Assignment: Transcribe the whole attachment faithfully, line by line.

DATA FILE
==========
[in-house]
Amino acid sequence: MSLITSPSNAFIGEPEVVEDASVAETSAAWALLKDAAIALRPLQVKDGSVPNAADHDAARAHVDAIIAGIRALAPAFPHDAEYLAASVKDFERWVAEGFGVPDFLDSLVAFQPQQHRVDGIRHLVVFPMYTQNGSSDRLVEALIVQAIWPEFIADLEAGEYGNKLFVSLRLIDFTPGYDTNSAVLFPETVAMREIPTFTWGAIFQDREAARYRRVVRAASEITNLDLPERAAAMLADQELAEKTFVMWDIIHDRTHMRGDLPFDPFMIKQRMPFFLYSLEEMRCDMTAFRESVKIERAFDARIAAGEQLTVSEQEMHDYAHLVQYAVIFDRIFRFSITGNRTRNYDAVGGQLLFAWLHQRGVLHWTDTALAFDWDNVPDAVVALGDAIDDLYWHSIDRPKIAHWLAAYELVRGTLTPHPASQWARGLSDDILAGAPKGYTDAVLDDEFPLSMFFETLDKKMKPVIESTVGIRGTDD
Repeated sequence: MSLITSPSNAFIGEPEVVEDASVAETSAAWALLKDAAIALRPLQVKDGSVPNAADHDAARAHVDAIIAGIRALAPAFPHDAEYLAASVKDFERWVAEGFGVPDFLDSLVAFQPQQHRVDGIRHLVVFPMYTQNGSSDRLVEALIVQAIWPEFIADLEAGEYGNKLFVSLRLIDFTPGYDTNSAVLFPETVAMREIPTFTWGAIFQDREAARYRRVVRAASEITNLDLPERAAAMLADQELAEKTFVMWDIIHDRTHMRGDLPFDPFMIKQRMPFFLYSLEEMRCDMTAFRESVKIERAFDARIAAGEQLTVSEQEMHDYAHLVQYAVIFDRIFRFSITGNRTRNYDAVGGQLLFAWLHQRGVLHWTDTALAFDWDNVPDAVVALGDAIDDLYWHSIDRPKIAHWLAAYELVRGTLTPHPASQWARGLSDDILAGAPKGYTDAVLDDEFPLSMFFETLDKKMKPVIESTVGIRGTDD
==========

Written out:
[in-house]
Amino acid sequence: MSLITSPSNAFIGEPEVVEDASVAETSAAWALLKDAAIALRPLQVKDGSVPNAADHDAARAHVDAIIAGIRALAPAFPHDAEYLAASVKDFERWVAEGFGVPDFLDSLVAFQPQQHRVDGIRHLVVFPMYTQNGSSDRLVEALIVQAIWPEFIADLEAGEYGNKLFVSLRLIDFTPGYDTNSAVLFPETVAMREIPTFTWGAIFQDREAARYRRVVRAASEITNLDLPERAAAMLADQELAEKTFVMWDIIHDRTHMRGDLPFDPFMIKQRMPFFLYSLEEMRCDMTAFRESVKIERAFDARIAAGEQLTVSEQEMHDYAHLVQYAVIFDRIFRFSITGNRTRNYDAVGGQLLFAWLHQRGVLHWTDTALAFDWDNVPDAVVALGDAIDDLYWHSIDRPKIAHWLAAYELVRGTLTPHPASQWARGLSDDILAGAPKGYTDAVLDDEFPLSMFFETLDKKMKPVIESTVGIRGTDD
Repeated sequence: MSLITSPSNAFIGEPEVVEDASVAETSAAWALLKDAAIALRPLQVKDGSVPNAADHDAARAHVDAIIAGIRALAPAFPHDAEYLAASVKDFERWVAEGFGVPDFLDSLVAFQPQQHRVDGIRHLVVFPMYTQNGSSDRLVEALIVQAIWPEFIADLEAGEYGNKLFVSLRLIDFTPGYDTNSAVLFPETVAMREIPTFTWGAIFQDREAARYRRVVRAASEITNLDLPERAAAMLADQELAEKTFVMWDIIHDRTHMRGDLPFDPFMIKQRMPFFLYSLEEMRCDMTAFRESVKIERAFDARIAAGEQLTVSEQEMHDYAHLVQYAVIFDRIFRFSITGNRTRNYDAVGGQLLFAWLHQRGVLHWTDTALAFDWDNVPDAVVALGDAIDDLYWHSIDRPKIAHWLAAYELVRGTLTPHPASQWARGLSDDILAGAPKGYTDAVLDDEFPLSMFFETLDKKMKPVIESTVGIRGTDD